Are your meetings miserable? Tips from a global meeting guru

    By Adrienne Burke | Small Business

    As video conferencing technologies enable far-flung colleagues to join more business meetings, organizations can avoid spreading global meeting misery by following the advice of Krish Ramakrishnan, CEO of the cloud-based video collaboration service Blue Jeans Network. To benchmark meeting trends and technologies, Blue Jeans, which claims that its services save users 1 billion miles of travel and $600 million in travel-related costs in a year, surveyed more than 1 million Blue Jeans Network users in 177 countries.

    Here are some key modern meeting trends that the Blue Jeans research picked up on, followed by Ramakrishnan's advice for hosting an effective meeting.

    • An average business meeting lasts 45 minutes and has 4.3 participants
    • Women attend 11 percent more meetings than men
    • Fewer than half of meetings start on time
    • CEOs, CTOs, and founders are more likely to be late to meetings than their underlings
    • Midwest meetings are more likely to start on time than meetings on the East or West coast
    • Nearly 1 in 2 meetings take place between 10:00 am and 2:00 pm
    • Wednesdays and Thursdays are the most popular meeting days
    • 1 in 10 meetings are held on weekends
    • Participants join meetings from a multitude of locations and devices including laptops or desktops (77% of the time), conference rooms (56% of the time), telephones (30% of the time) and video-enabled mobile devices (30% of the time)

    But as anyone who's sat through one too many business meetings knows, technology is no panacea for poor management. If your meeting host ignores the do's and don'ts of great meetings, no investment in technology can save participants from boredom and frustration. Here's Ramakrishnan's meeting advice:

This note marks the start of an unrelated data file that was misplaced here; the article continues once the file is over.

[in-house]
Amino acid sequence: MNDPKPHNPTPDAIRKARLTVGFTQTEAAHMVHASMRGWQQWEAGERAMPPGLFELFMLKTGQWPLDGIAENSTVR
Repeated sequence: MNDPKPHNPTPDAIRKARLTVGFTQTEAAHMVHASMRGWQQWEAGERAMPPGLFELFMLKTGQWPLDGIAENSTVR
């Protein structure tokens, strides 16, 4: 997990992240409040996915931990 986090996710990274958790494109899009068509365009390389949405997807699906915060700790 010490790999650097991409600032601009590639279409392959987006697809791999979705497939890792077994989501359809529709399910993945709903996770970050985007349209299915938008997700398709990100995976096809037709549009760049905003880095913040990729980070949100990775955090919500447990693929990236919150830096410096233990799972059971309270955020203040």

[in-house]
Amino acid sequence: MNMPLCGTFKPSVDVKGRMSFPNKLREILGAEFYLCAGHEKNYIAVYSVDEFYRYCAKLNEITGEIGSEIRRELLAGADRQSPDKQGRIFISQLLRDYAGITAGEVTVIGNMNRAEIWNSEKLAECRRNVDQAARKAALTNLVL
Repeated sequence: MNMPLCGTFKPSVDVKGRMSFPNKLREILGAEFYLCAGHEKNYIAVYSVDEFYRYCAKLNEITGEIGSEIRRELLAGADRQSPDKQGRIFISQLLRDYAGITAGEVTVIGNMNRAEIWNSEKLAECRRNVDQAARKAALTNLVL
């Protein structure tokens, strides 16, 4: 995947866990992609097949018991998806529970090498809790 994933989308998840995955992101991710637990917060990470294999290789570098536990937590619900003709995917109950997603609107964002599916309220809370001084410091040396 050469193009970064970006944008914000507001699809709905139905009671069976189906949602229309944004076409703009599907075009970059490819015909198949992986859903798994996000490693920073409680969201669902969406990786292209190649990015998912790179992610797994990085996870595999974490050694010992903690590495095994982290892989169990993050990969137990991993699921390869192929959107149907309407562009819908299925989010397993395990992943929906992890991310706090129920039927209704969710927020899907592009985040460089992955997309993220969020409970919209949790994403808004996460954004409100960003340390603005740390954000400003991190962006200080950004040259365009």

1. If you don’t have an agenda, don’t have a meeting. Creating an agenda only takes 10 minutes and it keeps everyone on track and ensures that your most important issues get addressed.

    2. Start on time and penalize repeat latecomers. Blue Jeans Network's analysis finds that more than half of attendees are late to meetings. This is a bad habit and waste of time.

    3. Document the meeting. Assign a person the task of jotting down meeting minutes. One person can’t remember everything discussed, but with written notes the recall becomes much easier.

    4. Schedule strategically. Mondays are manic, but 61 percent of meetings occur on Wednesday and Thursday. These "hotspots" cause congestion and overkill. Schedule during off-peak hours and remember that people tend to like to keep their first hour of the day to get organized for the rest of their day and their last few hours to tackle the action items that accumulated throughout the day.

    5. Everyone loves free food. Blue Jeans Network finds a 20 percent decline in meetings between noon and 1:00 pm, but don't underestimate the benefits of the working lunch.

    6. Ditch the phone and use video conferencing. Live video provides a more intimate experience, by showing participant body and facial expressions. It also eliminates the temptation to multitask during the meeting.

    Stu Aaron, chief commercial officer at Blue Jeans, points out another advantage of video meetings: “The savings of not traveling from New York to San Francisco or Los Angeles reaches beyond dollars and cents. Video-meetings spare people hassles at airports and anxiety while offline during a flight. Even for those who do have to travel, video conferencing makes it possible to stay better connected and engaged with their colleagues back home, rather than becoming a second class citizen on the dark end of a phone line.”

    And when you attend by video, if the meeting is unproductive, you can be grateful you didn't waste days getting there and back.

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